Complaint by certified mail on a local Chase branch is insufficient under the
Federal Rules of Civil Procedure and Georgia law to confer personal jurisdiction
over Defendant. ([6.1] at 3). In this instance, the Federal Rules do not provide for
service by certified mail. Under Georgia law, a foreign corporation1 may not be
Because Chase is not organized under the laws of Georgia, it is considered a
“foreign corporation” for purposes of Georgia law. See O.C.G.A. § 14-2-140.
served by certified mail unless the corporation has no registered agent in the state
or the registered agent cannot be served with reasonable diligence. O.C.G.A. §§ 911-4(e)(1)(A) and 14-2-1510(b). Even then, a plaintiff choosing to serve a
corporation by certified mail must direct the mailing to the CEO, CFO, secretary,
or comparable officer of the foreign corporation at the corporation’s principal
office. O.C.G.A. § 14-1-1510(b). The plaintiff is also required to serve a copy of
the process on Georgia’s Secretary of State and pay a $10 filing fee.
Defendant represents in the Motion that it has a registered agent in Georgia.
([6.1] at 5). Defendant argues that Plaintiff’s proof of service  does not
document personal service on the registered agent or that the registered agent could
not be served with reasonable diligence. (Id.). Defendant asserts finally that
Plaintiff’s proof of service fails to state that the certified mailing was addressed to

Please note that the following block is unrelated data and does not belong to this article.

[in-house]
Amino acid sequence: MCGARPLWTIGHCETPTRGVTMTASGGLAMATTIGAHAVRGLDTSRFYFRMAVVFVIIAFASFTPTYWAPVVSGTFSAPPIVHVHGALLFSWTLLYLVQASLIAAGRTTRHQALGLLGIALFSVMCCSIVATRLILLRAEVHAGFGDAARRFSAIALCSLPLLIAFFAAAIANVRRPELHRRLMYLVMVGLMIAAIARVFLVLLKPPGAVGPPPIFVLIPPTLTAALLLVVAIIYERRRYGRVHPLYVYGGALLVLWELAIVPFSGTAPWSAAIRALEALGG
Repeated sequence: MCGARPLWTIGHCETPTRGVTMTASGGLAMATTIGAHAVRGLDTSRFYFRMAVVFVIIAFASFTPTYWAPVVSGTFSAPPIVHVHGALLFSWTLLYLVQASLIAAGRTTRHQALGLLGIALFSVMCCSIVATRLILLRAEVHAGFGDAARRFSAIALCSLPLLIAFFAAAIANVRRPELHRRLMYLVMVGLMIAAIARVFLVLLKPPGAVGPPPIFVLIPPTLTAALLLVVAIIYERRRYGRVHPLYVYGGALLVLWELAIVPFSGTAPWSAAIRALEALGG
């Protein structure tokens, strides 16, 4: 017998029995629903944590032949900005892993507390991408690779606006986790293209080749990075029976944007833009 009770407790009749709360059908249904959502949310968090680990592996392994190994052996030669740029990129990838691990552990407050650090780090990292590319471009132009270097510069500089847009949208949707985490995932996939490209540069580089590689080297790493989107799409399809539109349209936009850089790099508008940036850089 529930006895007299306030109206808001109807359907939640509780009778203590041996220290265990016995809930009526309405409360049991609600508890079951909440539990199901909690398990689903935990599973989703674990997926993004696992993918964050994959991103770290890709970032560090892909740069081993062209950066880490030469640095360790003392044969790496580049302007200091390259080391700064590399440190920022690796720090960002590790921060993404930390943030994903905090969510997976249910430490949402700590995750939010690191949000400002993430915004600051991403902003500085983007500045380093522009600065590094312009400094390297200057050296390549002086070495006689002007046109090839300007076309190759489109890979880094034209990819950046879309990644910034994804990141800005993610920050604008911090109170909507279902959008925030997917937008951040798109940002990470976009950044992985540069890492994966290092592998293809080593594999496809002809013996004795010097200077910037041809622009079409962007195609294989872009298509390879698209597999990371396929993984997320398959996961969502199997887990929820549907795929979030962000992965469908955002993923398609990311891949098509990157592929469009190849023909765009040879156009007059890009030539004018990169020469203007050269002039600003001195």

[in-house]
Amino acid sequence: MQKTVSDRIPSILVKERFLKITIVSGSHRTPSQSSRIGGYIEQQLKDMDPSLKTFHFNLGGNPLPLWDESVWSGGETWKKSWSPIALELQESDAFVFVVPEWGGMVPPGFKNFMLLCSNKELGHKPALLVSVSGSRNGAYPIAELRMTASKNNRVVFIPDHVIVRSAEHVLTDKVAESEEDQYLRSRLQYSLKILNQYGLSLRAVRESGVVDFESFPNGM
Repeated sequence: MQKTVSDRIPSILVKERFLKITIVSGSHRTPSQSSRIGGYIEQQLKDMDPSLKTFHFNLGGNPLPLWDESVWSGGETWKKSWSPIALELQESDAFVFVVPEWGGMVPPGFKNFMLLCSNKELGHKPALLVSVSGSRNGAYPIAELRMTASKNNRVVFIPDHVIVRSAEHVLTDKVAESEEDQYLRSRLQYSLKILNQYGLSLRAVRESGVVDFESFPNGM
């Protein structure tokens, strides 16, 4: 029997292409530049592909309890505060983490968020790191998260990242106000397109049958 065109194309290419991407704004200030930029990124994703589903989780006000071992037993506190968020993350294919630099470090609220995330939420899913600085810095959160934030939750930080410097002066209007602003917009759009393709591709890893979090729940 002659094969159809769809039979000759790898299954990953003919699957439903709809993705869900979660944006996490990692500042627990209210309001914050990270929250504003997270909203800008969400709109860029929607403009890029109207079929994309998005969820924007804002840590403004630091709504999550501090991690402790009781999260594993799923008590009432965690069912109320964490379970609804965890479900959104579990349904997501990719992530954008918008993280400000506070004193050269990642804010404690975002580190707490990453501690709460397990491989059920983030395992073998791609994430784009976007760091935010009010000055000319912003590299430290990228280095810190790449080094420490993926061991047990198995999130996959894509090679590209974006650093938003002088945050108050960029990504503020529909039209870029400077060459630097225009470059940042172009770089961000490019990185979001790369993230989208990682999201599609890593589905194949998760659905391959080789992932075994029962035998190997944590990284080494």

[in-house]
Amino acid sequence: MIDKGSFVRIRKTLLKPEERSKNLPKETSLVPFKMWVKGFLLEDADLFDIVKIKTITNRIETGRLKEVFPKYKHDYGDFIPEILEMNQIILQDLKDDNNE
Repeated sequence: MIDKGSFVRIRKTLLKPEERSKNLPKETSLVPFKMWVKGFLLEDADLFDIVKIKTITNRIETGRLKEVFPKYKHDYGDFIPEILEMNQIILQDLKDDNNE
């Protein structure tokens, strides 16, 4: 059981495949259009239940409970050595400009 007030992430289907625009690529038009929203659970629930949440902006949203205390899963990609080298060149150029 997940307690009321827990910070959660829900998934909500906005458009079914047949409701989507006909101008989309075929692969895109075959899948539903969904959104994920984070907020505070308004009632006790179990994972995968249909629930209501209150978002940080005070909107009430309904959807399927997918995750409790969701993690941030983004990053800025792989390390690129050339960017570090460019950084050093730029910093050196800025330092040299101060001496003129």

the CFO, CEO, secretary, or comparable officer at Defendant’s principal office in
New York, and that Plaintiff served the Secretary of State and paid the filing fee.
The Court agrees that Plaintiff failed to comply with the service
requirements of the Federal Rules of Civil Procedure and Georgia law, and finds
that it therefore lacks personal jurisdiction over Defendant. See
Ballew v. Roundpoint Mortgage Servicing Corp., 491 F. App’x 25, 26 (11th Cir.
2012) (“Valid service is a prerequisite for a federal court to assert personal
jurisdiction over a defendant.”); Pardazi, 896 F.2d at 1317 (“Service of process is a
jurisdictional requirement: a court lacks jurisdiction over the person of a defendant
when that defendant has not been served.”). Defendant’s Motion to Dismiss is
granted and this action is dismissed without prejudice. See Posner v. Essex Ins.
Co., 178 F.3d 1209, 1214 n.6 (11th Cir. 1999) (“A court without personal
jurisdiction is powerless to take further action.”); Read v. Ulmer, 308 F.2d 915,
917 (5th Cir. 1962) (“It would seem elementary that if the court has no jurisdiction
over a defendant, the defendant has an unqualified right to have an order entered
granting its motion to dismiss.”).
For the foregoing reasons,
IT IS HEREBY ORDERED that Defendant Chase Bank’s Motion to
Dismiss  is GRANTED.
IT IS FURTHER ORDERED that Defendant’s Motion for Extension of
Time to Respond to Plaintiff’s Complaint  is DENIED AS MOOT.2
IT IS FURTHER ORDERED that this action is DISMISSED WITHOUT
Because the Court grants Defendant’s Motion to Dismiss, the Court finds
Defendant’s Motion to Extend now moot.
SO ORDERED this 9th day of January, 2018.